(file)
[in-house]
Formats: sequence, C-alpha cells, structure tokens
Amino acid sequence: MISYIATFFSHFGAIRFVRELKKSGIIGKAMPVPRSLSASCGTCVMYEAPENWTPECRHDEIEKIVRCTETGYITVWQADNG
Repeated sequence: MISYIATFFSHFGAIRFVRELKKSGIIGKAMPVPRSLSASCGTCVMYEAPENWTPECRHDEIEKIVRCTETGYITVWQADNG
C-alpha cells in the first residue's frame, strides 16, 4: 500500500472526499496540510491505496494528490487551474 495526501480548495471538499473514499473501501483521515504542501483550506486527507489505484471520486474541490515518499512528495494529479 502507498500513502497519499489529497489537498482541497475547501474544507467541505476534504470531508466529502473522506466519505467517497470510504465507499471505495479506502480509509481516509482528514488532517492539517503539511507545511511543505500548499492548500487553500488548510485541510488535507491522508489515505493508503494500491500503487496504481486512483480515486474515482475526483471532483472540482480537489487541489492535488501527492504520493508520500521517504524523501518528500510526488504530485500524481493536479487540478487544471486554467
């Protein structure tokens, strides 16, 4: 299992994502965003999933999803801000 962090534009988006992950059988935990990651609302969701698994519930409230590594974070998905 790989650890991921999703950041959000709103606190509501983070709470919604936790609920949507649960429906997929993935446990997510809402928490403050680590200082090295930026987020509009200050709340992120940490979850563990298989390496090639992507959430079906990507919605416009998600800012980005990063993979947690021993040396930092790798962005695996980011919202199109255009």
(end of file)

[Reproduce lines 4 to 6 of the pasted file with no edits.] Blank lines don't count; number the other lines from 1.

Repeated sequence: MISYIATFFSHFGAIRFVRELKKSGIIGKAMPVPRSLSASCGTCVMYEAPENWTPECRHDEIEKIVRCTETGYITVWQADNG
C-alpha cells in the first residue's frame, strides 16, 4: 500500500472526499496540510491505496494528490487551474 495526501480548495471538499473514499473501501483521515504542501483550506486527507489505484471520486474541490515518499512528495494529479 502507498500513502497519499489529497489537498482541497475547501474544507467541505476534504470531508466529502473522506466519505467517497470510504465507499471505495479506502480509509481516509482528514488532517492539517503539511507545511511543505500548499492548500487553500488548510485541510488535507491522508489515505493508503494500491500503487496504481486512483480515486474515482475526483471532483472540482480537489487541489492535488501527492504520493508520500521517504524523501518528500510526488504530485500524481493536479487540478487544471486554467
């Protein structure tokens, strides 16, 4: 299992994502965003999933999803801000 962090534009988006992950059988935990990651609302969701698994519930409230590594974070998905 790989650890991921999703950041959000709103606190509501983070709470919604936790609920949507649960429906997929993935446990997510809402928490403050680590200082090295930026987020509009200050709340992120940490979850563990298989390496090639992507959430079906990507919605416009998600800012980005990063993979947690021993040396930092790798962005695996980011919202199109255009």